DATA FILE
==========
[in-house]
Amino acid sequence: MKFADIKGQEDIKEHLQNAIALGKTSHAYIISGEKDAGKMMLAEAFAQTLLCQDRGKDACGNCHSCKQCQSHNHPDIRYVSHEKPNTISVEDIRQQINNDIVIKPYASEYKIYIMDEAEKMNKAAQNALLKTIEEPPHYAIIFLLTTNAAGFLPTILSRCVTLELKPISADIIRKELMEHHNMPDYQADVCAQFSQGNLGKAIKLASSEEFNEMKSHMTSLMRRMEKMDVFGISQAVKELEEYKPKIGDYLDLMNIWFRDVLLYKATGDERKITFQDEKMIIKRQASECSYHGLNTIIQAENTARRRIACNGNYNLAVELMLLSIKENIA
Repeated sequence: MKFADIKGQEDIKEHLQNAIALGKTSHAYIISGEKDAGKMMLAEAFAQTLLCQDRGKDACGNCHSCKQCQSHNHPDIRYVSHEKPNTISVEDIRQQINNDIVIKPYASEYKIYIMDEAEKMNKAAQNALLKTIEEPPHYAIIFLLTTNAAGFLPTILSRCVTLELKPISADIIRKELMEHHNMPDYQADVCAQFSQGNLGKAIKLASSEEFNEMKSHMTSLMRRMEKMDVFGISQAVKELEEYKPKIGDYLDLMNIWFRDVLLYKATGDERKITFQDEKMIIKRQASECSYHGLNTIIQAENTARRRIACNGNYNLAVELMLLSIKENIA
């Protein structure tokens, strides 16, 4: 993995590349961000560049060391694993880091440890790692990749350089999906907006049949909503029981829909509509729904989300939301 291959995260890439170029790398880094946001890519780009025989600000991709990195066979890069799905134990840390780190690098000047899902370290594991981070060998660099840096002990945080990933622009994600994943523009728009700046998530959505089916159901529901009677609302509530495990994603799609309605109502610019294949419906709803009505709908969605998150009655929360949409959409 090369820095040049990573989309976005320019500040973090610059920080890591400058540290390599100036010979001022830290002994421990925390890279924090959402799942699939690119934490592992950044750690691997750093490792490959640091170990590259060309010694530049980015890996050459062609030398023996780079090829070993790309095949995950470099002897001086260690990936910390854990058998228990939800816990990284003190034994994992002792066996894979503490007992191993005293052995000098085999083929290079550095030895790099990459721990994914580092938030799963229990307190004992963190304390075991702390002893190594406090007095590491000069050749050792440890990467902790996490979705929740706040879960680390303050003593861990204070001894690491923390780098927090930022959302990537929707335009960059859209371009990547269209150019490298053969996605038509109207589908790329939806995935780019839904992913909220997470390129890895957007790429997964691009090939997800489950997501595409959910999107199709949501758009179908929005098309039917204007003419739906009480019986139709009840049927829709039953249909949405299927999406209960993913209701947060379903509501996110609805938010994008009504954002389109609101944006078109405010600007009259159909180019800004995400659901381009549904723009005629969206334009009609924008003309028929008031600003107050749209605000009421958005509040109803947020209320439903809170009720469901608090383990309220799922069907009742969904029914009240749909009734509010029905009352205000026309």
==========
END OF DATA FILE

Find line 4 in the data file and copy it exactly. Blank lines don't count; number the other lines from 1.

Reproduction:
């Protein structure tokens, strides 16, 4: 993995590349961000560049060391694993880091440890790692990749350089999906907006049949909503029981829909509509729904989300939301 291959995260890439170029790398880094946001890519780009025989600000991709990195066979890069799905134990840390780190690098000047899902370290594991981070060998660099840096002990945080990933622009994600994943523009728009700046998530959505089916159901529901009677609302509530495990994603799609309605109502610019294949419906709803009505709908969605998150009655929360949409959409 090369820095040049990573989309976005320019500040973090610059920080890591400058540290390599100036010979001022830290002994421990925390890279924090959402799942699939690119934490592992950044750690691997750093490792490959640091170990590259060309010694530049980015890996050459062609030398023996780079090829070993790309095949995950470099002897001086260690990936910390854990058998228990939800816990990284003190034994994992002792066996894979503490007992191993005293052995000098085999083929290079550095030895790099990459721990994914580092938030799963229990307190004992963190304390075991702390002893190594406090007095590491000069050749050792440890990467902790996490979705929740706040879960680390303050003593861990204070001894690491923390780098927090930022959302990537929707335009960059859209371009990547269209150019490298053969996605038509109207589908790329939806995935780019839904992913909220997470390129890895957007790429997964691009090939997800489950997501595409959910999107199709949501758009179908929005098309039917204007003419739906009480019986139709009840049927829709039953249909949405299927999406209960993913209701947060379903509501996110609805938010994008009504954002389109609101944006078109405010600007009259159909180019800004995400659901381009549904723009005629969206334009009609924008003309028929008031600003107050749209605000009421958005509040109803947020209320439903809170009720469901608090383990309220799922069907009742969904029914009240749909009734509010029905009352205000026309």